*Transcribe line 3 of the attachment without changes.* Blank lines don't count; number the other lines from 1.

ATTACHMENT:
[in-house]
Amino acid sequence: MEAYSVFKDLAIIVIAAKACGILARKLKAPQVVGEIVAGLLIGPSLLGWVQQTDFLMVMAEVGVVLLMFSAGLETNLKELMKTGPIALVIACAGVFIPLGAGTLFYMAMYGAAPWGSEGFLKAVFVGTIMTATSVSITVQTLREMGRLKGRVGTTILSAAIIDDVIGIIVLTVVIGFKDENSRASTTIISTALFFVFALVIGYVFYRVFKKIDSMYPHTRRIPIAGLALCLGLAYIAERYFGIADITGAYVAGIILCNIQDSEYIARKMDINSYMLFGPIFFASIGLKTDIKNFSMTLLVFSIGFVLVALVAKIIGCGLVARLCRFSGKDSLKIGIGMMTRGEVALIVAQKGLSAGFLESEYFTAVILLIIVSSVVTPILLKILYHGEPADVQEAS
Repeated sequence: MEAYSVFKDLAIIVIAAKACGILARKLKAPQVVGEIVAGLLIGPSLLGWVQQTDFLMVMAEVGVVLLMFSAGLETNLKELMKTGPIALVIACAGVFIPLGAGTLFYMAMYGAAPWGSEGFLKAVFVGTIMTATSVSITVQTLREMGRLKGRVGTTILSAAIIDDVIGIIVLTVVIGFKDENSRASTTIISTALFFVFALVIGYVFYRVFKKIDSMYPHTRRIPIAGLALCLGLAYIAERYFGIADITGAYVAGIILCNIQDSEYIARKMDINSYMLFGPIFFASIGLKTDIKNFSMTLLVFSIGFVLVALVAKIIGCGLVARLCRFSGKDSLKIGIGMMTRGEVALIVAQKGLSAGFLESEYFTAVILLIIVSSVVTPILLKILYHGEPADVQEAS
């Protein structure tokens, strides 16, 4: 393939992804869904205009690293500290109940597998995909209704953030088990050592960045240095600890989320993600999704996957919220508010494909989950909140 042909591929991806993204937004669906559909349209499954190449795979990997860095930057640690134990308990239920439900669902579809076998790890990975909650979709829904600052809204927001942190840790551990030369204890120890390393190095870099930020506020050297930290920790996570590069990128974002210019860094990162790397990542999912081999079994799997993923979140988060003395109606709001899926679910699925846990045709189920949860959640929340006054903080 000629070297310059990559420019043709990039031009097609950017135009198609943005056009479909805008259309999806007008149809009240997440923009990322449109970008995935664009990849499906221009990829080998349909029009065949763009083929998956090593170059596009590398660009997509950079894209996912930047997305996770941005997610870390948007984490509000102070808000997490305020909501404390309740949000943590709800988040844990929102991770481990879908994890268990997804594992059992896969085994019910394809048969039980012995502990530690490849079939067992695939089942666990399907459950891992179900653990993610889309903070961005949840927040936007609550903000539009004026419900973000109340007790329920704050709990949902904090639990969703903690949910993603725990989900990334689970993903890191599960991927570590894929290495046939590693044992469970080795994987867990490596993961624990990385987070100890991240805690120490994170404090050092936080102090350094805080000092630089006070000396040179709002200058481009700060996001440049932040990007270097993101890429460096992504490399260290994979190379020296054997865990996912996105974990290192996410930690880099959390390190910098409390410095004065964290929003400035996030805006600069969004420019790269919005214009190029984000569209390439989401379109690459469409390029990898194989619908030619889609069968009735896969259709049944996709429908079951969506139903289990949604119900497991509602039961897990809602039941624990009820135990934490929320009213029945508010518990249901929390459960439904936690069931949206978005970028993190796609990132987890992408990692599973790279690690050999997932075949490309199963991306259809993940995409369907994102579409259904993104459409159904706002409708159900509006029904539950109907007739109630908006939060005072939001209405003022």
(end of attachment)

Repeated sequence: MEAYSVFKDLAIIVIAAKACGILARKLKAPQVVGEIVAGLLIGPSLLGWVQQTDFLMVMAEVGVVLLMFSAGLETNLKELMKTGPIALVIACAGVFIPLGAGTLFYMAMYGAAPWGSEGFLKAVFVGTIMTATSVSITVQTLREMGRLKGRVGTTILSAAIIDDVIGIIVLTVVIGFKDENSRASTTIISTALFFVFALVIGYVFYRVFKKIDSMYPHTRRIPIAGLALCLGLAYIAERYFGIADITGAYVAGIILCNIQDSEYIARKMDINSYMLFGPIFFASIGLKTDIKNFSMTLLVFSIGFVLVALVAKIIGCGLVARLCRFSGKDSLKIGIGMMTRGEVALIVAQKGLSAGFLESEYFTAVILLIIVSSVVTPILLKILYHGEPADVQEAS